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This article is part of the supplement: Proceedings of the Tenth Annual MCBIOS Conference

Open Access Proceedings

A cross disciplinary study of link decay and the effectiveness of mitigation techniques

Jason Hennessey and Steven Xijin Ge*

Author Affiliations

Department of Mathematics and Statistics, South Dakota State University, Box 2220, Brookings, SD 57007, USA

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BMC Bioinformatics 2013, 14(Suppl 14):S5  doi:10.1186/1471-2105-14-S14-S5

Published: 9 October 2013

Abstract

Background

The dynamic, decentralized world-wide-web has become an essential part of scientific research and communication. Researchers create thousands of web sites every year to share software, data and services. These valuable resources tend to disappear over time. The problem has been documented in many subject areas. Our goal is to conduct a cross-disciplinary investigation of the problem and test the effectiveness of existing remedies.

Results

We accessed 14,489 unique web pages found in the abstracts within Thomson Reuters' Web of Science citation index that were published between 1996 and 2010 and found that the median lifespan of these web pages was 9.3 years with 62% of them being archived. Survival analysis and logistic regression were used to find significant predictors of URL lifespan. The availability of a web page is most dependent on the time it is published and the top-level domain names. Similar statistical analysis revealed biases in current solutions: the Internet Archive favors web pages with fewer layers in the Universal Resource Locator (URL) while WebCite is significantly influenced by the source of publication. We also created a prototype for a process to submit web pages to the archives and increased coverage of our list of scientific webpages in the Internet Archive and WebCite by 22% and 255%, respectively.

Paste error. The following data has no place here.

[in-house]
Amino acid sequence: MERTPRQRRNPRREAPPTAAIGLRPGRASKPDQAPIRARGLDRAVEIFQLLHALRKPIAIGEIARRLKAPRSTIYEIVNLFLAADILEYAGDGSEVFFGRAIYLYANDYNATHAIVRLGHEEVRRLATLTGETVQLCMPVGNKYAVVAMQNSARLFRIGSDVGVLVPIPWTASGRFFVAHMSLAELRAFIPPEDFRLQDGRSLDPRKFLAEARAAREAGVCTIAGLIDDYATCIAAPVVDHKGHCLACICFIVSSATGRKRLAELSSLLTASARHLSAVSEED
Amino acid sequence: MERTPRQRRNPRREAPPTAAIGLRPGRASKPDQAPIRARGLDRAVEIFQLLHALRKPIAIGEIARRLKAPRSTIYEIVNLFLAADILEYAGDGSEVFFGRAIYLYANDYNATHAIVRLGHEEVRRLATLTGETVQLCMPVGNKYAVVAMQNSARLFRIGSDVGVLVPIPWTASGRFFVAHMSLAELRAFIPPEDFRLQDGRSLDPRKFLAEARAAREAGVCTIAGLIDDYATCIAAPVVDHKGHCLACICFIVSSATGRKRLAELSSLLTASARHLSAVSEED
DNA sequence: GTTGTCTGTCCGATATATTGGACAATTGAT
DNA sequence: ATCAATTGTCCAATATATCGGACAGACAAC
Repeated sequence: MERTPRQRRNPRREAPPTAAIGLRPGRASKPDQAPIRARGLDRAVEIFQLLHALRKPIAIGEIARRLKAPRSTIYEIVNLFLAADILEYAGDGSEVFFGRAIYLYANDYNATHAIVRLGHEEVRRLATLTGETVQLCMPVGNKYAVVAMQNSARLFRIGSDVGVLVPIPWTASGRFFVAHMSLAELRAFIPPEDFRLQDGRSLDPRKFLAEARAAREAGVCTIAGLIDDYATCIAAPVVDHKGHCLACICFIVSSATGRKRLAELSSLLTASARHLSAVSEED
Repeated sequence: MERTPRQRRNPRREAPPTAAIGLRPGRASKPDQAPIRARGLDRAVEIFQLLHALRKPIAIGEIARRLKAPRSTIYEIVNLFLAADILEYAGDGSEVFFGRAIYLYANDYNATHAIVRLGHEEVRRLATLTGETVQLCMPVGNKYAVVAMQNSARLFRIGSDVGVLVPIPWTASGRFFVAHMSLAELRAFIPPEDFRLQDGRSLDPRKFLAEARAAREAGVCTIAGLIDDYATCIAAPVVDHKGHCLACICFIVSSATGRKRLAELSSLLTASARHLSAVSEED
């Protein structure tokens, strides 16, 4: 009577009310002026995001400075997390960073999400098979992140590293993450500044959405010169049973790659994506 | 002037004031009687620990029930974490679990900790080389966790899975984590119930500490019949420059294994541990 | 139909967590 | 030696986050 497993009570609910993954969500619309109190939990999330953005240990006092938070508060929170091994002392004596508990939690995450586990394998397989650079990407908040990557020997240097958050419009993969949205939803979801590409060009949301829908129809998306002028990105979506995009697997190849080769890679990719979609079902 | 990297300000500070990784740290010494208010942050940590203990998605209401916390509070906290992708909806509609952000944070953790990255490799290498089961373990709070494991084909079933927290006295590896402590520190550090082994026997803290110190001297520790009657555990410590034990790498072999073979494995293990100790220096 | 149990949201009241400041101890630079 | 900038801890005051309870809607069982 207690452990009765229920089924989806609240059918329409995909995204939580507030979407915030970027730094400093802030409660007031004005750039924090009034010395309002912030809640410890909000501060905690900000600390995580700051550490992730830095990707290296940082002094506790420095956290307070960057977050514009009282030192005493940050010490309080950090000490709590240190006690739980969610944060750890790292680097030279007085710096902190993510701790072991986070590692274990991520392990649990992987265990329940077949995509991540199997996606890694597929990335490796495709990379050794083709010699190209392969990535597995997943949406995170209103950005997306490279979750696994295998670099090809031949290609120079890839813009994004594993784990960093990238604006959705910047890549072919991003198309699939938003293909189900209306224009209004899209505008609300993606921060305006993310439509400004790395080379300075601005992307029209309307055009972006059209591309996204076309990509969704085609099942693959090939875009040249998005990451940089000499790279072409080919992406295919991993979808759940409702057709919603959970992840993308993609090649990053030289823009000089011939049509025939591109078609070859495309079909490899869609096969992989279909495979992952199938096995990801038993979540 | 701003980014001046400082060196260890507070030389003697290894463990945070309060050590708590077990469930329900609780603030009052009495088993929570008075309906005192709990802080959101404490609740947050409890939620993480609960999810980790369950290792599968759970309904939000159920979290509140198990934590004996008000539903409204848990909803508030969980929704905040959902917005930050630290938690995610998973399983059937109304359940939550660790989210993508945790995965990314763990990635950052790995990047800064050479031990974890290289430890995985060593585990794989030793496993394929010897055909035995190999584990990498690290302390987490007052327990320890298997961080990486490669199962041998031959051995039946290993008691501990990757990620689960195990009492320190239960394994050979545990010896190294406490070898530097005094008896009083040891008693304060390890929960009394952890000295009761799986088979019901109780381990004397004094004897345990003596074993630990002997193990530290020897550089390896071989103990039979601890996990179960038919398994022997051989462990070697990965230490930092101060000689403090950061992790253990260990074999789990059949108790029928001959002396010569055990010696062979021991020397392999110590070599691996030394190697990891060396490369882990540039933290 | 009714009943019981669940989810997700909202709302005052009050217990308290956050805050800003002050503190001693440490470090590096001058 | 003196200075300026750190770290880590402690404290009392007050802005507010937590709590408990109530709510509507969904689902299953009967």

Conclusion

Our results show that link decay continues to be a problem across different disciplines and that current solutions for static web pages are helping and can be improved.